I was completely oblivious to any subtext – there’s the usual vampire themes rattling around in there, but being a film of the 80s, and a West Coast one, there’s more than a hint of gang mythology in there (the dinner in the cave smacks of a hazing, and the attack on the Surf-Nazis on the beach is a gang initiation if ever I saw one). But that was what made it frightening – particularly so. Not because this was the first time you saw the vampires for what they were, but because you saw them through Michael’s eyes. These were his friends: the people he thought he belonged with… suddenly become truly monstrous. When you’re a teenager like I was, the idea of belonging is so important, the desire to belong so all-consuming that it made Michael’s dilemma even worse. Lose your soul or lose your friends… you’d actually have to stop and think about that, wouldn’t you?

“The Lost Boys” was my vampire gateway-drug. After that, I convinced my dad to buy me the first three of Anne Rice‘s vampire books. We were on a ferry, and the newsagent-slash-bookshop happened to have all 3 of them in the wire spinner-rack outside. I knew enough to realise that if my parents were to pick one up and really look at it, I’d never be allowed to get the rest… so I went for broke. I read them back to back through northern France. I still have those same copies, broken-spined and dog-eared and smelling of teenage rebellion.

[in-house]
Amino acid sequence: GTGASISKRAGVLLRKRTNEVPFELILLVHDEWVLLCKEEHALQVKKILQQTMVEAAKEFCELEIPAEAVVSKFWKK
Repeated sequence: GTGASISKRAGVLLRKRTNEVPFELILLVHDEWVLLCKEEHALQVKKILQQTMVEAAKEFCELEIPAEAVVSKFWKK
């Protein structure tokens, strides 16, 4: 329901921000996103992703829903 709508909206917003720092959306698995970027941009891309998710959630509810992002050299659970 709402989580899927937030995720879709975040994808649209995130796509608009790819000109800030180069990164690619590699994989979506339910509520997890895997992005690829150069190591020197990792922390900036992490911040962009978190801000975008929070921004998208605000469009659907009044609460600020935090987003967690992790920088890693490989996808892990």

I scoured bookshops for vampire collections (chief among them, Parragon’s 1994 edition of The Giant Book of Vampires, edited by none other than Stephen Jones… Sometimes, I wish I could go back and explain to my younger self just how amusing I find that. She wouldn’t get it: how could she?) and smuggled them into the house, under the nose of my by now disapproving mother. I watched every vampire film I could get my hands on – and even waded my way through a not-terribly-well-dubbed version of “Der Kleine Vampir“.

It wasn’t all bad: watching all those vampire films meant I eventually discovered Near Dark – which I maintain is the best vampire movie ever made. It’s better than “The Lost Boys”, I admit… but while I love it, it’s never quite managed to edge David, Marco, Paul & Dwayne out. Nothing has. In such appalling affection do I hold that film, I’ve bought it three times (once on VHS, when I wore out my aunt’s copy; and twice on DVD. It was the very first DVD I bought).